A seating ensemble resembling cracked eggs sets a whimsical tone for Breakfast Republic in Encinitas.
If you can imagine anyplace where molded-plastic seats resembling cracked eggs look at home, you must be thinking of Breakfast Republic. As in his three other venues under the same name, Rise & Shine Restaurant Group founder and owner Johan Engman has imbued the Encinitas eatery — opened in November — with quirky décor.Johan placed a half-dozen egg chairs with yolk cushions and a pair of matching tables near the entrance. “Everybody loves them, but they also serve a purpose,” he says, referring to the area where patrons can wait for an open table. As at the chain’s locations in North Park, Liberty Station, East Village and Ocean Beach (a Carmel Valley location is expected to open next month), Johan has brought a playful scramble of rooster jokes, industrial modern finishes and cheery colors to the restaurant scene.
Among his growing breakfast empire, the Encinitas location provides Johan with the most space for tables. And with 3,500 square feet, including a 700-square-foot patio, he had ample opportunity to show off the iconography that has become integral to Breakfast Republic. Signature pieces include sunshine-yellow farmhouse chairs, Tolix-style stools and kitchen tools repurposed as décor elements. The design and branding at Breakfast Republic are essential to the customer experience.
“If I think back to some of the most memorable dining experiences I’ve had, I don’t remember them as, ‘That was the greatest steak I’ve ever had.’ I remember the vibe,” he says. Johan conceived the design concepts for the restaurant and called on restaurant construction and custom-furniture creator A2 Design Innovation to implement his ideas. He considers Breakfast Republic his way of reinvention in a staid breakfast marketplace. “I’ve looked at the breakfast scene as a whole. It was all the same kind of diners. They all have the same boring booths and the same syrup and ketchup on the table. I could go into 10 different breakfast places and feel like I am in the same place,” Johan says. “I wanted to really set myself apart. The goal is to offer the best breakfast in town, but have the branding go hand in hand.” Johan tries to put his stamp on every item the customer touches, from the egg-shaped ceramic salt and pepper shakers to custom Cluckin’ Good Hot Sauce bottles and coffee mugs printed with clever expressions. Every Breakfast Republic has a merchandise wall of branded apparel, cups and glasses, plates and more.
Pancake whisks fitted with long, thin filament bulbs serve as pendant lights throughout the Encinitas dining room and as a functional arm of a chandelier mural by artist Clarione Gutierrez. Mounted as art on another wall is an antique electrical switch, suggesting it might power the light fixtures. (It doesn’t.) Affixed to a central support column like a piece of sculpture is a Yama Cold Brew Drip Tower. The three-tiered wood, brass and glass contraption makes small batches of cold-brew coffee. Johan selected colors and finishes for their texture and contrast, including polished concrete floors, baseboards of fire-torched wood and lightly finished wooden ceiling beams. The tables and bars are either lacquered wood — branded with the Breakfast Republic logo, of course — or poured concrete wrapped in a metal frame. Casters on the metal bases of the larger concrete-topped tables provide greater mobility for getting in and out of booths. Walls alternate between troweled concrete and painted red, putty or with chalkboard paint, the latter over a vertical garden of pathos plants in rows of wooden planter boxes. Embedded in the foliage is “fowl” language: a red-lettered caution for feathered friends to “run cock run.”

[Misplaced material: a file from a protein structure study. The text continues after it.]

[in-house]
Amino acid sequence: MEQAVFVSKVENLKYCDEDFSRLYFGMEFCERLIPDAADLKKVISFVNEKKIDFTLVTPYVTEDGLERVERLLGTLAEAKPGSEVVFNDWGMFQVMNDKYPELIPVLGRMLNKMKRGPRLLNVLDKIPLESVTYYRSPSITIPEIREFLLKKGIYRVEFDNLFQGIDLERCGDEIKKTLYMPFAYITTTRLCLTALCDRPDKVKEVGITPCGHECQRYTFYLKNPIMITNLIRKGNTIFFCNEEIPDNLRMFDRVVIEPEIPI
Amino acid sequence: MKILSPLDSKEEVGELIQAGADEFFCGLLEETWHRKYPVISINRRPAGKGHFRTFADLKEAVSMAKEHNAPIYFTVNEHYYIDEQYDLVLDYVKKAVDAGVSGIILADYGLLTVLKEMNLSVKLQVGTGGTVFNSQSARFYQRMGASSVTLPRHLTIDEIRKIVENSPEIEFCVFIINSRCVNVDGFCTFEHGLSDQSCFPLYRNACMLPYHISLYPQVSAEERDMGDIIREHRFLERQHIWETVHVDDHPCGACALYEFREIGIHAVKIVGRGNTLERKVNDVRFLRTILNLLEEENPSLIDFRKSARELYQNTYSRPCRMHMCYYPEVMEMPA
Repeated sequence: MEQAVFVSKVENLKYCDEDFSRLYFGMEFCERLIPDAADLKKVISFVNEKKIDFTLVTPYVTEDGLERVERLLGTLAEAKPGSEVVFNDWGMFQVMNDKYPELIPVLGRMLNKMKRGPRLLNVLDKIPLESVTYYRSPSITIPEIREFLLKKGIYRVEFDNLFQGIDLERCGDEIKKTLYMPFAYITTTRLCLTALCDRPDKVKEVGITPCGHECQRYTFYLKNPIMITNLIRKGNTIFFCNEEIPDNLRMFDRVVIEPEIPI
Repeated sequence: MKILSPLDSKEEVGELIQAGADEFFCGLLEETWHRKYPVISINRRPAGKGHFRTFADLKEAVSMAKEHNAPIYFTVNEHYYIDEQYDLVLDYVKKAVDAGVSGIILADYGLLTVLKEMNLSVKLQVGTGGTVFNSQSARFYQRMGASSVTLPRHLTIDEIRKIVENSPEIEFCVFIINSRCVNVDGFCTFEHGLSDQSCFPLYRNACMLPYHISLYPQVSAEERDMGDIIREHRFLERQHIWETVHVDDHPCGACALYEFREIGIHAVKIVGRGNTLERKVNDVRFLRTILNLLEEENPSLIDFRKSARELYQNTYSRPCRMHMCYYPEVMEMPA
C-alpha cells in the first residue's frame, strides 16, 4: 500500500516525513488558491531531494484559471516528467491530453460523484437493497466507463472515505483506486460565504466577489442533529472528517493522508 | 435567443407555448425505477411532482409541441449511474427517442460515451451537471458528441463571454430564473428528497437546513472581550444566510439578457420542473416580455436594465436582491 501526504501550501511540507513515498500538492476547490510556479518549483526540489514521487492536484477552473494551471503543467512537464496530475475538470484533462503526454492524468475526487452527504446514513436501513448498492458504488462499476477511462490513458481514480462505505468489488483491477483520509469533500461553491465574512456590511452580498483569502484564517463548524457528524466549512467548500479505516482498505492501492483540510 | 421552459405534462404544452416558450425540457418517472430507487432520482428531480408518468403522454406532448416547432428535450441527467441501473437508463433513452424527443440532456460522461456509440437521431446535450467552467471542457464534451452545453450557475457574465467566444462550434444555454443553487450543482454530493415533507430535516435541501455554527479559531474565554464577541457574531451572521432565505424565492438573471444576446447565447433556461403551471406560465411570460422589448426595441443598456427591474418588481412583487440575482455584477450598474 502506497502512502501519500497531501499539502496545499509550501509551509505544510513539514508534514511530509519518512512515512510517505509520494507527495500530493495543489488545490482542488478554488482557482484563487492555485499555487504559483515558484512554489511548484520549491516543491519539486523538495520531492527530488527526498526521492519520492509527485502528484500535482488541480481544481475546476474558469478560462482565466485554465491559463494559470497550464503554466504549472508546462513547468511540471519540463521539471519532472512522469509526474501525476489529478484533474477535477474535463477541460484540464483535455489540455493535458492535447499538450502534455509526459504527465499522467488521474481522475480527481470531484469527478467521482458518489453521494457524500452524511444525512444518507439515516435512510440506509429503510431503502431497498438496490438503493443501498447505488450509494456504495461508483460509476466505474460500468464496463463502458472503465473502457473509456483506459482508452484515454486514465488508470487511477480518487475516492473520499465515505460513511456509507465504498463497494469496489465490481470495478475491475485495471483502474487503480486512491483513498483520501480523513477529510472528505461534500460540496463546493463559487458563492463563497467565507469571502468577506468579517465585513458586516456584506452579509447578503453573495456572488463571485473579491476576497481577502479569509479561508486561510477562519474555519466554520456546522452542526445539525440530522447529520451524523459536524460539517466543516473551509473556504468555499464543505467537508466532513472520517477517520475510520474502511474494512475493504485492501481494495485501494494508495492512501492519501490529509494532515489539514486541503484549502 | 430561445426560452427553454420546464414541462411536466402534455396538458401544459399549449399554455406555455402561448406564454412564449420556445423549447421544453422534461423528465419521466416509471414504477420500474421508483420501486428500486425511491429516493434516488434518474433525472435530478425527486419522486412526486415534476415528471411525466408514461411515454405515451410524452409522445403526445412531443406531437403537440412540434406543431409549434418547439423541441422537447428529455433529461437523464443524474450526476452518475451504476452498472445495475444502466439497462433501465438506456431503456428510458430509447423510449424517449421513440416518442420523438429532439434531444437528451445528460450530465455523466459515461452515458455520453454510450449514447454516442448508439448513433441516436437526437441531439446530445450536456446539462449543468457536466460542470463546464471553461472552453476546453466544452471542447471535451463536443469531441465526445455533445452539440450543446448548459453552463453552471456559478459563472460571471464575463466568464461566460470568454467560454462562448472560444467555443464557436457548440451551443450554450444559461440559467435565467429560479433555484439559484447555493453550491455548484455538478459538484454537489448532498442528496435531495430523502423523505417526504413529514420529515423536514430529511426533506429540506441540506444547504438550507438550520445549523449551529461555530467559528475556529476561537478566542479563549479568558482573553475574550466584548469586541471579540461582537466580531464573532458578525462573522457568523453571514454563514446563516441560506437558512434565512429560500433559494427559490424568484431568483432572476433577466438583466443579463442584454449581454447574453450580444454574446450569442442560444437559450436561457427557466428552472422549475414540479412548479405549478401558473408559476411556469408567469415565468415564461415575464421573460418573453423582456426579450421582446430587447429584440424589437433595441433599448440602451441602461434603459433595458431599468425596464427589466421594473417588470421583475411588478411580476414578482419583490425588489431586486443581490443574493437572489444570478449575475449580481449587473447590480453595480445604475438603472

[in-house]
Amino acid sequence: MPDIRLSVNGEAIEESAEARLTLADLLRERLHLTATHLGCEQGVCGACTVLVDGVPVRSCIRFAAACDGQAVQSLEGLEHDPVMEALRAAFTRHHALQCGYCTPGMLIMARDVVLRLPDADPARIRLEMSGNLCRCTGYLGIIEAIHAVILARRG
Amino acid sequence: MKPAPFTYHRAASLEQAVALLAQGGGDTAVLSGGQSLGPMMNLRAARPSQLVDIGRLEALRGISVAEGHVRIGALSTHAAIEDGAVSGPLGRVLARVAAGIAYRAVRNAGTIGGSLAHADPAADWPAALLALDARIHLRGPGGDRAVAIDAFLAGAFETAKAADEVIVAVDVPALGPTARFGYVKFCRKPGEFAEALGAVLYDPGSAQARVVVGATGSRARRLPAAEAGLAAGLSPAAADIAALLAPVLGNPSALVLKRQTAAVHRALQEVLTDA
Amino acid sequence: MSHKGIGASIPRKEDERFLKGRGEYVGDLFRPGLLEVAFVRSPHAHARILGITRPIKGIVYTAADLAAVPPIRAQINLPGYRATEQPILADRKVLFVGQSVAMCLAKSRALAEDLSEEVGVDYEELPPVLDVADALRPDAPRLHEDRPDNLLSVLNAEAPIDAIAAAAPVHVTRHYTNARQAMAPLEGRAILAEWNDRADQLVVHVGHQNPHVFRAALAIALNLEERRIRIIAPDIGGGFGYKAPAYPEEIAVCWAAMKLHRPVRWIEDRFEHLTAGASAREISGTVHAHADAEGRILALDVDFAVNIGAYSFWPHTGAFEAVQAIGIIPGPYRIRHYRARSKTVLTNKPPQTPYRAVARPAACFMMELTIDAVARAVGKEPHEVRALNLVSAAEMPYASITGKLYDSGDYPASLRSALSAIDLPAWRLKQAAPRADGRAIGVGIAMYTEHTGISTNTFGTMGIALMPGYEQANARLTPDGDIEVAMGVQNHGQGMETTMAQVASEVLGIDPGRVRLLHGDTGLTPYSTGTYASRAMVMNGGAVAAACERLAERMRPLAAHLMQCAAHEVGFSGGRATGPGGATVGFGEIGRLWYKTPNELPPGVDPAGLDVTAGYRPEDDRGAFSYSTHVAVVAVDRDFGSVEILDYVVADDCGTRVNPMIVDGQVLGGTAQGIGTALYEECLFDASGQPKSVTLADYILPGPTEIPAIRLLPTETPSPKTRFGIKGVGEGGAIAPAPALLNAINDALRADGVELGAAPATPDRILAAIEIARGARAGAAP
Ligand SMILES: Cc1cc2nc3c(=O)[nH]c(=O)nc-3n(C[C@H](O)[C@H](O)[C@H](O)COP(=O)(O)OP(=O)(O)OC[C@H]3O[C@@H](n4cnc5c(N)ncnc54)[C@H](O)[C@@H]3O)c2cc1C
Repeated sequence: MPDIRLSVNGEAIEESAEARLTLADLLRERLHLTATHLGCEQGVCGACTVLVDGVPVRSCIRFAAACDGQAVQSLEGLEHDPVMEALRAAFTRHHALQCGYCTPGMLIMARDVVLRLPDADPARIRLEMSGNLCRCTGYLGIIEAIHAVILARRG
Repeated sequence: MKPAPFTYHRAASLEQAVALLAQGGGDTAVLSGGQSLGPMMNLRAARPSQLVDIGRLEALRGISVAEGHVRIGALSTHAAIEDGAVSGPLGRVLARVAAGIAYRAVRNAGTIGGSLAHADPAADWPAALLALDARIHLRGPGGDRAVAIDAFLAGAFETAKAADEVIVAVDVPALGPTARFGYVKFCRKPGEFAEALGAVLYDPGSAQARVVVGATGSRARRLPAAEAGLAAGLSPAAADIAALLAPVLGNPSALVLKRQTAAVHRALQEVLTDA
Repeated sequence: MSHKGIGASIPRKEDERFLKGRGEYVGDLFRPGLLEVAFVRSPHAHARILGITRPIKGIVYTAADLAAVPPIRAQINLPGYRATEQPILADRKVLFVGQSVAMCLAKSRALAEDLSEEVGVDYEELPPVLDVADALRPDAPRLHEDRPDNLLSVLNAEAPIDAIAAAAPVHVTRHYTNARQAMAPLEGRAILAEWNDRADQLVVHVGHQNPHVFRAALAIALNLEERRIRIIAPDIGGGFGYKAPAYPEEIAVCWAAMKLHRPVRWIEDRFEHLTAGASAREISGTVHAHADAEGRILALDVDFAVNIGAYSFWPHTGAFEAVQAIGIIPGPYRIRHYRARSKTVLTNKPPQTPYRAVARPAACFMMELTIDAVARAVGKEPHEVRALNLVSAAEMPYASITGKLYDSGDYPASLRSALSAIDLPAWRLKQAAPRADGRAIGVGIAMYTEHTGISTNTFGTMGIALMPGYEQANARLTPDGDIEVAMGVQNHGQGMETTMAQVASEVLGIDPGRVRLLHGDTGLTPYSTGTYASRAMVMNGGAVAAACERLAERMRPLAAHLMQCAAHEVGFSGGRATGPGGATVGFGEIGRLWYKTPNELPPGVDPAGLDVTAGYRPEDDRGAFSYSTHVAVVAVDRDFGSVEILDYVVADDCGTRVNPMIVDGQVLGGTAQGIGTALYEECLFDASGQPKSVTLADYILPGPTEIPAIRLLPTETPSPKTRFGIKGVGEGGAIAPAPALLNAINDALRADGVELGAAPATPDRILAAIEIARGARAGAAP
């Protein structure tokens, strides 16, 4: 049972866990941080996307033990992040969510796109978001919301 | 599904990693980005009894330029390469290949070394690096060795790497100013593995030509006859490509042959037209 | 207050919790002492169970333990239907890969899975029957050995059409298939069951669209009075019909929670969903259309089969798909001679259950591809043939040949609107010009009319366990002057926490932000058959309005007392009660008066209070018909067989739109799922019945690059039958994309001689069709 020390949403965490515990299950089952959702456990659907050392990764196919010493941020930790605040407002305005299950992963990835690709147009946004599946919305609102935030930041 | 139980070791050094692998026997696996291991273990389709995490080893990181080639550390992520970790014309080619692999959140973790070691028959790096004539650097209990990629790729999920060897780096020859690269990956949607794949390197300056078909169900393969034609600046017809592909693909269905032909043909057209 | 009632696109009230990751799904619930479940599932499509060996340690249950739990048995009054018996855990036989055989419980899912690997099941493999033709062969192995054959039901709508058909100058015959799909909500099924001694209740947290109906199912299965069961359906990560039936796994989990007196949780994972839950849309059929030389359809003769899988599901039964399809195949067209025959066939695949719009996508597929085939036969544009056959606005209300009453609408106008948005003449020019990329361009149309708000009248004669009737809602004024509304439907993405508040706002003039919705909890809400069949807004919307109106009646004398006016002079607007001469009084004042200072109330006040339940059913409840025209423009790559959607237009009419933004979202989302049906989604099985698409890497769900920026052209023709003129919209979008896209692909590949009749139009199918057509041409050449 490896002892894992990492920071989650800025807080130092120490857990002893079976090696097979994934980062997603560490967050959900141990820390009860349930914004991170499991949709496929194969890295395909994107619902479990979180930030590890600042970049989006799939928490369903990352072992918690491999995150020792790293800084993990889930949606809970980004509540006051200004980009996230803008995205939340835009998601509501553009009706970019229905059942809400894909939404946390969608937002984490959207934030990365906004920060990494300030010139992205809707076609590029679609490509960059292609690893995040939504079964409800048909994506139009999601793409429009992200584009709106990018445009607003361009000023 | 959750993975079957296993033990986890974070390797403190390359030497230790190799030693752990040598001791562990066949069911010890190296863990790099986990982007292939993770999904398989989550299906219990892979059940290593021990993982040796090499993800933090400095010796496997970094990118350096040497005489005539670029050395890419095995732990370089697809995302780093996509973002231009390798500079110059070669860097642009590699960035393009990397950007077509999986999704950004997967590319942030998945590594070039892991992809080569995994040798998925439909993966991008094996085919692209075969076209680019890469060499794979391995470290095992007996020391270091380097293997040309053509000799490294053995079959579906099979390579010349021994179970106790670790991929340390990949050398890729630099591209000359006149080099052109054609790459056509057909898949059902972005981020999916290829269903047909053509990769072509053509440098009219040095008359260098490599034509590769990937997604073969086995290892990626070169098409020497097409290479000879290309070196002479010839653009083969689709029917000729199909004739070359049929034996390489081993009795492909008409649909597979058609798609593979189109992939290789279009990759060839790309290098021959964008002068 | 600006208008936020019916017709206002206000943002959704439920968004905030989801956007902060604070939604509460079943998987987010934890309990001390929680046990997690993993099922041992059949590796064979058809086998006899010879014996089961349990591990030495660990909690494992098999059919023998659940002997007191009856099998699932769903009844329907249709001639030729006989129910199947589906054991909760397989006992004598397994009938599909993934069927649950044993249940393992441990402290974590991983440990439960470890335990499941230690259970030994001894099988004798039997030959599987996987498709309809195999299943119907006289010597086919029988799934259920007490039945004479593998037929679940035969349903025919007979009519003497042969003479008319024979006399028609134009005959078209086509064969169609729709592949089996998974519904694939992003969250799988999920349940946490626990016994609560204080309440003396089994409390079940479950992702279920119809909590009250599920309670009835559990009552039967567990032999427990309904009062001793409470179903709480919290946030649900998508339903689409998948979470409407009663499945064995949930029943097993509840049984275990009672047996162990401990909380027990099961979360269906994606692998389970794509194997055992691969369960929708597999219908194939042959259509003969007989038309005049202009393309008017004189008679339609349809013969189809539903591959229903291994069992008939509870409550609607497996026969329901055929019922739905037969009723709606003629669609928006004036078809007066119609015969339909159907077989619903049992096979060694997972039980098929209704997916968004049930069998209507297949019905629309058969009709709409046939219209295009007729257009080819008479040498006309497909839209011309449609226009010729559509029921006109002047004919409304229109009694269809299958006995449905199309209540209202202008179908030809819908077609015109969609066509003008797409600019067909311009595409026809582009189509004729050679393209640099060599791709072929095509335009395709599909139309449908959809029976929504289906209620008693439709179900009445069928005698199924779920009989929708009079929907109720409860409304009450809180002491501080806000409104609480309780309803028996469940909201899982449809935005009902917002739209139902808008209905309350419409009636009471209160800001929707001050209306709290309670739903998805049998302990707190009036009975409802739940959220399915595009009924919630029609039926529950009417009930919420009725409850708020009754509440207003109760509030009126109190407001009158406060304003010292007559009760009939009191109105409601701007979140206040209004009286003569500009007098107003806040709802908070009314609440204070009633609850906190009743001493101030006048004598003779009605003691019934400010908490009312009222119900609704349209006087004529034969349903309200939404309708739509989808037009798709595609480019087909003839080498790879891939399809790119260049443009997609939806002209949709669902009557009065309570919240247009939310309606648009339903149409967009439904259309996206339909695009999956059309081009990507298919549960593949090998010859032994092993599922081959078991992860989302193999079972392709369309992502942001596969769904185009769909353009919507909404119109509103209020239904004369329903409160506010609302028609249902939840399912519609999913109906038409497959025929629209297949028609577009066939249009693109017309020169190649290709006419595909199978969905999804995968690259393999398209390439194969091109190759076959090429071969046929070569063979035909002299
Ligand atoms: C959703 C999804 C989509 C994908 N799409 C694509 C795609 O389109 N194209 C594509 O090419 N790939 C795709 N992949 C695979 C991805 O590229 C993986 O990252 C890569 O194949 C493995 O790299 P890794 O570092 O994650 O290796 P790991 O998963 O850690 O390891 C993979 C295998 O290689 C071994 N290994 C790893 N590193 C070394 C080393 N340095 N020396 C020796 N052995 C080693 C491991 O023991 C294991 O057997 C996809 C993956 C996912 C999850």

The piece of metal from which the outdoor Breakfast Republic sign was laser-cut wraps around the curve of an inside wall. Both the positive and negative versions of the sign include the brand’s rooster silhouette.
Inspirational quotes Johan has gathered in his travels also earn wall space, as do rolls of butcher paper that list the week’s specials. He says he works to edit the visual distractions to a handful of key pieces, even if it means leaving a wall void of decoration. “I’ve always had this sense that less is more,” he says. “If it gets too busy, things get lost.” A Swedish transplant, Johan has worked in San Diego’s restaurant industry since the age of 17. His first job was as a dishwasher at an Italian restaurant. He has since grown Rise & Shine’s portfolio to a dozen current and impending restaurants, including Fig Tree Café, North Park Pizza Co., Pizza Republic and El Jardin.Breakfast Republic showcases what he has distilled about restaurant concepts during his years in the industry. “Having great design is fine and dandy, but having design that hinders the functionality of the restaurant is taking one step forward and two steps back,” he says. “What I have learned is this: Keep it simple and stay consistent with what you’re doing.”